Wade, James say time has made them even closer
MIAMI – Dwyane Wade and LeBron James are known to bicker like brothers. They screamed at one another more than once during Miami Heat playoff games last season. And when they're on opposite teams in practice, they attack the other like they would any opponent.
Now they're closer than ever.
And on the cusp of entering Year 2 together with the Heat, Wade and James opened up about their friendship Friday in an interview with The Associated Press.
"I don't think many players that have the similar games as we have or have done the things that we did in the league can come together this fast and make it work," Wade said. "That communication is there. I don't mind him saying something to me. I don't mind when I have to say something to him. We know how to make it work."
They have so much in common that both find it almost funny sometimes.
Forget the obvious stuff: They're both among the NBA's highest-paid players, then make another truckload of money annually in endorsements. They're both among the league's best scorers, perennial All-Stars, among the most recognizable athletes in the world. What's often forgotten is the ties that really bind, like both having difficult times as kids, relying on one parent at a time and soon understanding that basketball was the vehicle for changing their lives.
James is 6-foot-8, Wade is 6-foot-4. James is from Akron, Wade from Chicago. James loves tattoos, Wade doesn't have any. James went to the NBA straight out of high school, Wade went to college first.
Nonetheless, Wade and James basically look at each other as mirror images.
"That had a lot to do with me coming down here," James said. "There's nothing that I've seen that he hasn't seen, and vice versa. To be able to be alongside him, be with him every day and basically go through the same things on the court and off the court, it's great. Sometimes you're able to sit back and see things from a different perspective instead of everybody watching you."
They take their cues from each other, whether it is fashion, workout regimens or just where to sit sometimes. For Friday's post-practice interview, Wade slid his body down a wall in a room adjacent to the Heat training facility, slumping to the floor.
"Tired," Wade said.
Two minutes later, James entered the room. Even though he didn't see how Wade took his seat, he did the same thing, putting his back to the wall and sliding to the red carpet.
"Tired," James said.
Maybe it's more than a coincidence.
"What's the saying? Iron sharpens iron. Greatness breeds greatness," Heat coach Erik Spoelstra said. "So you see an example of that next to you. Those guys want to be challenged. Those guys like to be challenged. They do not accept the success that they've had and where they are right now. They're always trying to push to go to the next level. And there's no better way for them to do that than to have an equal peer next to them, pushing them."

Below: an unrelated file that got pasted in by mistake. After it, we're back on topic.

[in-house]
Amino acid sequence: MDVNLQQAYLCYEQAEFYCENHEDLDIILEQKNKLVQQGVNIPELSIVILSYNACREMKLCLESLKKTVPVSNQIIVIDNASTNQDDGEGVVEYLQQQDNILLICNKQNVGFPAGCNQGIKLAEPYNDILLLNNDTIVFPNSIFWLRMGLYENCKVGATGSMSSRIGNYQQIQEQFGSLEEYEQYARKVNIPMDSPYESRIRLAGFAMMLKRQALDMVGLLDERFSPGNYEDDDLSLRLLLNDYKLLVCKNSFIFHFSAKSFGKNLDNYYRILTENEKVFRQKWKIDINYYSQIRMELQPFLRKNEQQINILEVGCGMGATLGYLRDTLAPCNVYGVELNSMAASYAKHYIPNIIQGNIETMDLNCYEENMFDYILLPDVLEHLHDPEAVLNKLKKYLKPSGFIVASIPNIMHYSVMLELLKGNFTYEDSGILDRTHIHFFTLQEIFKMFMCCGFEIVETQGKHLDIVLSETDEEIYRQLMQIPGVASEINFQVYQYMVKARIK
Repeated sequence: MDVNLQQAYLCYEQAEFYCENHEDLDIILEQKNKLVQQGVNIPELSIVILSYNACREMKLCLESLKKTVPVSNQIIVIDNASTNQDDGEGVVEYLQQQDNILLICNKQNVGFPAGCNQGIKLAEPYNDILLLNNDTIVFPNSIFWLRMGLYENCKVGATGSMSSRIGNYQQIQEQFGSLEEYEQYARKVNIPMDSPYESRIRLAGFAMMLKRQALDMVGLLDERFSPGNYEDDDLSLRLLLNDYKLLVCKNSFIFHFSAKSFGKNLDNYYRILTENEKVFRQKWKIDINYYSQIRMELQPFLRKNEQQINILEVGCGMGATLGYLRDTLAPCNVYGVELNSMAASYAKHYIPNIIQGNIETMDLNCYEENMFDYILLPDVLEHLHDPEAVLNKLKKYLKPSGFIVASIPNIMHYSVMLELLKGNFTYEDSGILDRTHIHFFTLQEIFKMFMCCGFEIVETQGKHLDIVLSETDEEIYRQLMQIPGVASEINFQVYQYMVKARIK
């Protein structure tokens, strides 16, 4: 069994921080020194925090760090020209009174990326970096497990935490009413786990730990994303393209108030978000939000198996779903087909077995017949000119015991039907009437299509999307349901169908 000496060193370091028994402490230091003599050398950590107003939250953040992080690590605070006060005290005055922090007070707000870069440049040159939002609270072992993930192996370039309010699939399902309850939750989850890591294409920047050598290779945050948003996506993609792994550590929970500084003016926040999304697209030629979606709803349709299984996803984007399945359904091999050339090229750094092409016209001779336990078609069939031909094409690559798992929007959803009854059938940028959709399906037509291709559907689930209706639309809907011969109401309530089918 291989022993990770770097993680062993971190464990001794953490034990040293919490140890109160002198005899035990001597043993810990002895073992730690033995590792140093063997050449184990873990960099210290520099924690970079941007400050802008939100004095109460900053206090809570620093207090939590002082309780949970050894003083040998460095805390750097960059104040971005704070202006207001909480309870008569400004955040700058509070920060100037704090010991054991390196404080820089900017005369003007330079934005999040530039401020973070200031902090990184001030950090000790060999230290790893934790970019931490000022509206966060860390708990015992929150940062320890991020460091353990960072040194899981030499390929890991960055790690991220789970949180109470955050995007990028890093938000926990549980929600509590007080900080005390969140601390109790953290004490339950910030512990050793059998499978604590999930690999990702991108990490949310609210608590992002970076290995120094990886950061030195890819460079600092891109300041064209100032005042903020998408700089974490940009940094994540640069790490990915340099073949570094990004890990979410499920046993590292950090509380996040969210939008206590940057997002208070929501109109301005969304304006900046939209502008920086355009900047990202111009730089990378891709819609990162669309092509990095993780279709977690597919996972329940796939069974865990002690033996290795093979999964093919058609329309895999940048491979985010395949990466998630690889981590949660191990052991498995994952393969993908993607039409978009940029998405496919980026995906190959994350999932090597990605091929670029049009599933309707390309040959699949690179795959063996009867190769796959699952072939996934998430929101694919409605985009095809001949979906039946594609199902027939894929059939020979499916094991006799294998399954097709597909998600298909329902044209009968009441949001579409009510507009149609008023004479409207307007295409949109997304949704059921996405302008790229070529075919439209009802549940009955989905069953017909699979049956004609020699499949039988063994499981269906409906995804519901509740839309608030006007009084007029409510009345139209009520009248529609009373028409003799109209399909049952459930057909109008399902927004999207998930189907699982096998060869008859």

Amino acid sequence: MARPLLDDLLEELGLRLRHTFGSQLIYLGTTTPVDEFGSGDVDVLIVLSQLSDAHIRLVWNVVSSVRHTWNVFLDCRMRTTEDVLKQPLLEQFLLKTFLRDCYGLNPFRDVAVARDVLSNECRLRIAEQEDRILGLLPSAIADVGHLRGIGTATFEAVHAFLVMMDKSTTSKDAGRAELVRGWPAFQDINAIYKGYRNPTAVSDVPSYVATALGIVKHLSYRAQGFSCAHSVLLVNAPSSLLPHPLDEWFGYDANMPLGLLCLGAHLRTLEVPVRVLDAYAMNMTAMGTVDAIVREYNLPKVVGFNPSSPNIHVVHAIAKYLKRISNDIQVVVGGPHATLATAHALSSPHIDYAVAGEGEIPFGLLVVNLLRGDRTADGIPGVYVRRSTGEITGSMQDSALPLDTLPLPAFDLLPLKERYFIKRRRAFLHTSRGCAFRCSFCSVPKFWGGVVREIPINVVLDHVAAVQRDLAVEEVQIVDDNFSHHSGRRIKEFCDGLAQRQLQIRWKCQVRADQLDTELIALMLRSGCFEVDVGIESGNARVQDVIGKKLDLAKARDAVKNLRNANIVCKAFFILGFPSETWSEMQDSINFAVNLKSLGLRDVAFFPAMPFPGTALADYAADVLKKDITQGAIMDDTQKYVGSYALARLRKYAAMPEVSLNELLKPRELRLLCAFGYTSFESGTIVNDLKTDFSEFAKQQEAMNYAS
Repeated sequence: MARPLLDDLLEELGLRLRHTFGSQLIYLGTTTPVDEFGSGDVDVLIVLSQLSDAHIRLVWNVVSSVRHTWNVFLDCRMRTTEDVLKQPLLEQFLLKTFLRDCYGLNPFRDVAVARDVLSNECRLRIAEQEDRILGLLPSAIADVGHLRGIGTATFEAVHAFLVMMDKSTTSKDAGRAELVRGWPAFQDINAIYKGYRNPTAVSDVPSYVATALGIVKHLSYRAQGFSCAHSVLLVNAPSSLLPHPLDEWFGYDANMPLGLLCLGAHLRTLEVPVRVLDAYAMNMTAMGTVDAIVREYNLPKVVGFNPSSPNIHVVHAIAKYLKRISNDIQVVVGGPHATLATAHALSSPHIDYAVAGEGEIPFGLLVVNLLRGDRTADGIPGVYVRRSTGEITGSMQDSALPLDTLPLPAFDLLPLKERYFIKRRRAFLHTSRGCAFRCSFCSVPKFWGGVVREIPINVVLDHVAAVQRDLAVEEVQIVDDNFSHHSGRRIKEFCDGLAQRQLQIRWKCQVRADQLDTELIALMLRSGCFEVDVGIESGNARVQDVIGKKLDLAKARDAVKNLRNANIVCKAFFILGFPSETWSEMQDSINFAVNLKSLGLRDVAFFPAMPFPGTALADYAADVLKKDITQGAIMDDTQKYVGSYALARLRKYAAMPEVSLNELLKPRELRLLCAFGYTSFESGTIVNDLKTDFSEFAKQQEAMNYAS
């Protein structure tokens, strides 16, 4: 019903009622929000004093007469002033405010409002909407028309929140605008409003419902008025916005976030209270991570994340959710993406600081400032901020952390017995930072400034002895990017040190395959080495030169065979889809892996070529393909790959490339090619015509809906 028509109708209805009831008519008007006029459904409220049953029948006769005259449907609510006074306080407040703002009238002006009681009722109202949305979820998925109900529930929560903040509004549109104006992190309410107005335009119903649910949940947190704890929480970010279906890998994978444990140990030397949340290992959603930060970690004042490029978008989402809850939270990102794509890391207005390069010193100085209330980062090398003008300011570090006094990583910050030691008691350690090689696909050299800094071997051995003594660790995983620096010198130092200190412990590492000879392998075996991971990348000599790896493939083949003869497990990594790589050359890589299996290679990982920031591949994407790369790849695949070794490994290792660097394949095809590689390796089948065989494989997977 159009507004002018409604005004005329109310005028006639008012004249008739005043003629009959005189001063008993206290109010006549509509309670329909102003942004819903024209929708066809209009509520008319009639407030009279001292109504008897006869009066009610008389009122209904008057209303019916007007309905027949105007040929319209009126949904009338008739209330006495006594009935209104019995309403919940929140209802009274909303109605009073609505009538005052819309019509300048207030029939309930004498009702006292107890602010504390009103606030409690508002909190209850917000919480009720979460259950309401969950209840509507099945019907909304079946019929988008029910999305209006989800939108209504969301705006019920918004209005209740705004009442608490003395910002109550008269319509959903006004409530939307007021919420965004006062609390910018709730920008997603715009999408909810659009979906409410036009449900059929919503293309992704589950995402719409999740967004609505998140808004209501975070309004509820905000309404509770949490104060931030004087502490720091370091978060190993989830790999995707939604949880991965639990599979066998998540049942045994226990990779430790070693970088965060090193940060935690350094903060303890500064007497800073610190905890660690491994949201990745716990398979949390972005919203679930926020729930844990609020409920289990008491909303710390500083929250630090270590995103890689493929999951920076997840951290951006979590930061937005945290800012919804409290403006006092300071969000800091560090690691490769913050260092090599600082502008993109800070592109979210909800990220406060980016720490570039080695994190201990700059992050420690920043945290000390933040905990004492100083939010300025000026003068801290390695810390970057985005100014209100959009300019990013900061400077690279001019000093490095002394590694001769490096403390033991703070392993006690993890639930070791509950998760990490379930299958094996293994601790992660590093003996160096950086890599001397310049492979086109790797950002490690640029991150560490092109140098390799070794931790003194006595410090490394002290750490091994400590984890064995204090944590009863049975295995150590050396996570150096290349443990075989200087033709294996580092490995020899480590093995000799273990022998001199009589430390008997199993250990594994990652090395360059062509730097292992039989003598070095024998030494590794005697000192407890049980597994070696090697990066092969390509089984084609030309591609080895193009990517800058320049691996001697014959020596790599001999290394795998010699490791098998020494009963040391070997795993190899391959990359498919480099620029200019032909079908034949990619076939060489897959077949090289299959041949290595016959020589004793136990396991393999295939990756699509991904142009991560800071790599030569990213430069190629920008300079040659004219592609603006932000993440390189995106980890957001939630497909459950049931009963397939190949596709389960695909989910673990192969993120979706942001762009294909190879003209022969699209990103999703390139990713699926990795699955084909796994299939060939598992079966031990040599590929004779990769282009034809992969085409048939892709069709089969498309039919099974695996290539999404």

The biggest question when Wade, James and Chris Bosh teamed up in July 2010 was will it work?
There have been bumps in the road, and likely there will be a few more — but they are making it work.
James finished second in the league in scoring, Wade finished fourth. Since 1965, the only other time two teammates were among the NBA's top four scorers, and played for a team that went to the NBA finals was 2001, when Kobe Bryant and Shaquille O'Neal did it for the Los Angeles Lakers.
Of course, Bryant and O'Neal won the title; Dallas beat Miami in last season's finals. And James and Wade will get yet another reminder of that defeat Sunday when the Heat open their season against the Mavericks — and watch the new champs raise their title banner.
"For us, getting better is not necessarily going to show in our numbers," Wade said. "It's going to show in our leadership. It's going to show in those moments where we get in those games like the finals where we're up 10 in the fourth quarter, how do we help our team get that win no matter what's going on in the game. It's moreso that, not just how we score the ball, rebound, pass. We're going to have those numbers. It's the other things."
Last year in training camp, Wade and James wanted to be on separate teams in practice, trying to set a tone for workouts. This year, with an abbreviated training camp and the core of last year's Eastern Conference championship team back, the mano-a-mano matchups haven't happened much, their preference being to keep Miami's first unit together as much as possible to get sharp for the season.
That's fine with James and Wade.
"I'd rather not go against him," James said. "We're two competitors. We go against each other at practice at times. But I've found it's definitely better to have him by my side."
When the Heat got James, the team got a two-time MVP, and both players got — of all things — child-care help.
An interesting perk, for certain, but it's just another tie that binds. James has two sons, Wade has two sons, and the kids are all of relatively similar ages. They hang out often, overnighting and playing together, sometimes going so late that the dads are still a bit sleepy when they arrive for work the next day. It speaks to the level of trust James and Wade have with each other as well.
The way they see it, if you can trust a teammate with your kids, you probably can trust him with the basketball with the game on the line, too.
"There's things we knew from afar," Wade said. "Our moms struggled. We both played this game at a high level. We knew that. But when you're around each other every day, you get to really learn the ins and outs. Things that LeBron deals with sometimes, I'm like, 'Oh my God, I got that call yesterday.' It's not a lot of things that you'd see that we have in common. But I understand him. And he understands me."
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